Breathalyzers? Drug Tests?
Schools reach beyond the classroom to stop drugs

by Susan Stopper

Students in Pennsylvania’s Rose Tree Media School District think twice about drinking alcohol before their high school prom. Prior to entering the dance, every student must undergo a breathalyzer test for alcohol. Students who test positive are retested. If the second test is positive, their parents and the police are called.

Breathalyzers are one of the tools schools across the country are using to reduce student drug and alcohol use.
Schools have added alcohol- and drug-free events after dances, sporting events and graduations. Many host clubs such as SADD (Students Against Destructive Decisions) and student assistance programs that offer treatment and counseling.

Despite these measures, student drug and alcohol use has remained fairly stable nationally. According to one report, the 2008 Monitoring the Future survey, which collects data on student drug use, nearly 50 percent of 12th graders have used illicit drugs at least once.

A Step Further
A few schools have implemented or are considering even stronger measures than the breathalyzer. “As a school district, we feel it is our responsibility to help protect kids and help them made good decisions,” says Robert Laws, PhD, superintendent of Central Bucks School District in Pennsylvania.

Central Bucks is considering random drug testing for any student who takes part in an extracurricular activity or drives to school. The students would have to consent, with parental permission, to be tested at random for drugs or lose these privileges. If a student tests positive he or she would not be able to participate in activities until testing negative.

The model for the Central Bucks idea is Hunterdon Central Regional High School in Flemington, NJ. The school began voluntary random drug testing in 1996. “Education is not enough,” says principal Christine Steffner. “Kids need another reason to say no. This gives them an excuse. If you’re a soccer player or a cheerleader and you’re at a party, you can say you can’t use because you might be drug tested.”

Criticism
Not everyone agrees that drug and alcohol testing are fair or effective deterrents. The Central Bucks School District is conducting focus groups with parents, students, faculty, police and other community members to find out how they feel about instituting voluntary random drug testing. Dr. Laws says that about 80 percent of participants support the idea, but about 20 percent worry it is an infringement on students’ rights.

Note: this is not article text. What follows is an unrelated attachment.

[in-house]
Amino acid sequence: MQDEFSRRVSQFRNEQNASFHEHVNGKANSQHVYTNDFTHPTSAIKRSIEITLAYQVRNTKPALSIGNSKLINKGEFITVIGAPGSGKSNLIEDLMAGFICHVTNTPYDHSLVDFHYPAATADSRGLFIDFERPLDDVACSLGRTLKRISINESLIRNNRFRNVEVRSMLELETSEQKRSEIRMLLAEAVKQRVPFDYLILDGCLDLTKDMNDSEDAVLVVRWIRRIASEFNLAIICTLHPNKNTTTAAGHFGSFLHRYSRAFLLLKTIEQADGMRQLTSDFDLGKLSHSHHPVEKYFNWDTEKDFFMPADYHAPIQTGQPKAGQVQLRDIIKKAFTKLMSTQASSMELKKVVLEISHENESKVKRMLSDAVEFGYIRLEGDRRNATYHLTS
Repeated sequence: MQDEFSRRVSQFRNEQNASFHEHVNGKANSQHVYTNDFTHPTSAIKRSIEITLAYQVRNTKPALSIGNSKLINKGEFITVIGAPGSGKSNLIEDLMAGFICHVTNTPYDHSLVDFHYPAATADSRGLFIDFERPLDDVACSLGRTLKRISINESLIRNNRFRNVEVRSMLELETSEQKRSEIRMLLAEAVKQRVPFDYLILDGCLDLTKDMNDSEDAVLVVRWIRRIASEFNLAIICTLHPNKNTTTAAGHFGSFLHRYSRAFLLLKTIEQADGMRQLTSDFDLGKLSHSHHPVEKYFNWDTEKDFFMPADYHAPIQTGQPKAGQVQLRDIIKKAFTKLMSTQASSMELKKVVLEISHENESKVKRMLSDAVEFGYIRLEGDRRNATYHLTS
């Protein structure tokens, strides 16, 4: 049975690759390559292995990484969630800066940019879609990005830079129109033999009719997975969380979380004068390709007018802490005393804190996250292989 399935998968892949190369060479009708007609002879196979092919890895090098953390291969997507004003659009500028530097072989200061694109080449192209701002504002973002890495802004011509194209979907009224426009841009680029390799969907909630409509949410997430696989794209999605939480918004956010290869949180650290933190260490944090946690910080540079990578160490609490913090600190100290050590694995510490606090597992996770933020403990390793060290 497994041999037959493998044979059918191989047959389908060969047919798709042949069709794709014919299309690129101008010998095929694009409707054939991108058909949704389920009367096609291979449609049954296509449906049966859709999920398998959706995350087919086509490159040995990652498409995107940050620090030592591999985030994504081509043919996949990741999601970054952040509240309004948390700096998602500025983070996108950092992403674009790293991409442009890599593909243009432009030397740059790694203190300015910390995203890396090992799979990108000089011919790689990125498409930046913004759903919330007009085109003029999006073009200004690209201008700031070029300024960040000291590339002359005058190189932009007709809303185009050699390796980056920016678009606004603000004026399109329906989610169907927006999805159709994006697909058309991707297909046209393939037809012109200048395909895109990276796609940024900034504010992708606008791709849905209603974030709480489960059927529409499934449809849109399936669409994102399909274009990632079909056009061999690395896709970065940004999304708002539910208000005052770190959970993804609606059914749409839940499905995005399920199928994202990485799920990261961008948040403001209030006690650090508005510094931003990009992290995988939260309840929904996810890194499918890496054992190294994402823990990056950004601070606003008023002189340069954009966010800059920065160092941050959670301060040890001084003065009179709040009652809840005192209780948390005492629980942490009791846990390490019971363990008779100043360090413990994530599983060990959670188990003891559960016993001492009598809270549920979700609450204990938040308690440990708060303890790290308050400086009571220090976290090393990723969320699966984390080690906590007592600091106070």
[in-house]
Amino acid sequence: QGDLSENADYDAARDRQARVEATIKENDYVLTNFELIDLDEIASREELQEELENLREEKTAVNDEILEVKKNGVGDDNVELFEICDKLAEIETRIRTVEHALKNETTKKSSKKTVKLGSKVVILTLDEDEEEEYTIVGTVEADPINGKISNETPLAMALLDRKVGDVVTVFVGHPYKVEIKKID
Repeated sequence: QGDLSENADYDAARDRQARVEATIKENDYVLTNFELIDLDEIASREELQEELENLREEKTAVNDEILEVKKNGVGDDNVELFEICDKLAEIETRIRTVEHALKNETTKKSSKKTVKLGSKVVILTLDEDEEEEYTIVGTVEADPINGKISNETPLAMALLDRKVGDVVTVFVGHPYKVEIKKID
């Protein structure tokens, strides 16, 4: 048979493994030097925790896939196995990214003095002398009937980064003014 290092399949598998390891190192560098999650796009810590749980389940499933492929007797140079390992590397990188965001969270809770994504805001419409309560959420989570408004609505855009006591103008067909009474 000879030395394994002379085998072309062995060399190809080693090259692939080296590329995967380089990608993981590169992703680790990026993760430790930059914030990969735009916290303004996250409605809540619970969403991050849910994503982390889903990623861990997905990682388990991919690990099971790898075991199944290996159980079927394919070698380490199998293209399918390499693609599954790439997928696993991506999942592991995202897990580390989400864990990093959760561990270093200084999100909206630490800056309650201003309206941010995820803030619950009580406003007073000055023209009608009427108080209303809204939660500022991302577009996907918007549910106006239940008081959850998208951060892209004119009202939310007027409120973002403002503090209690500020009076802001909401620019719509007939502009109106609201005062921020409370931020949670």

Critics, including the American Civil Liberties Union (ACLU), say that voluntary random drug testing has not been shown to be an effective deterrent and may result in false positives. It could also drive students away from extracurricular activities, which help occupy their time and keep them away from drugs and alcohol.

Despite criticism, Steffner says, “Random drug testing is one of the most effective deterrents I’ve ever seen.” Her school conducted a survey of drug use among students before starting voluntary random testing in 1996, and by 1999, after three years of using the program, usage had gone down in 20 out of 28 categories, according to Steffner.

Parents and the ACLU sued the school, and the program was suspended during the litigation from 1999 to 2002. The school continued to provide their other drug and alcohol prevention programs but found that 18 of the 20 categories that had previously gone down went back up while random drug testing was suspended. In 2002 the New Jersey Supreme Court ruled in the school’s favor and random drug testing was reinstated.

Similar criticism has been made of breathalyzer use to test for alcohol. Linda Bluebello, EdD, director of pupil services at the Rose Tree Media district, says, “At first students were not happy about it, but they’ve gotten used to it.” And the breathalyzer does appear to be a deterrent, with very few students testing positive during the five years of its use.

Success Factors
The U.S. Supreme Court has ruled twice in recent years that voluntary random drug testing is legal, but litigation still occurs. Programs must be instituted correctly and used appropriately.

Steffner explains that school districts must not only demonstrate a need to use voluntary random drug testing, they must also ensure that the results are confidential (only shared with the student and his or her parents) and must not involve any loss of academic time through punishments such as suspension from school.

To be successful, experts agree that voluntary random drug testing and breathalyzers need to be part of a multi-faceted approach to the problems of drug and alcohol use. Education about substance abuse dangers must remain the cornerstone. Having resources available for kids who find themselves with a problem is important as well, but proponents of testing say it can help prevent kids from getting to that point.

“We lose kids every single year. Once kids get into heavy use it is hard to get them out,” says Steffner. “This program helps deal with kids just thinking about it or who are just starting to experiment.”

Susan Stopper is a local freelance writer.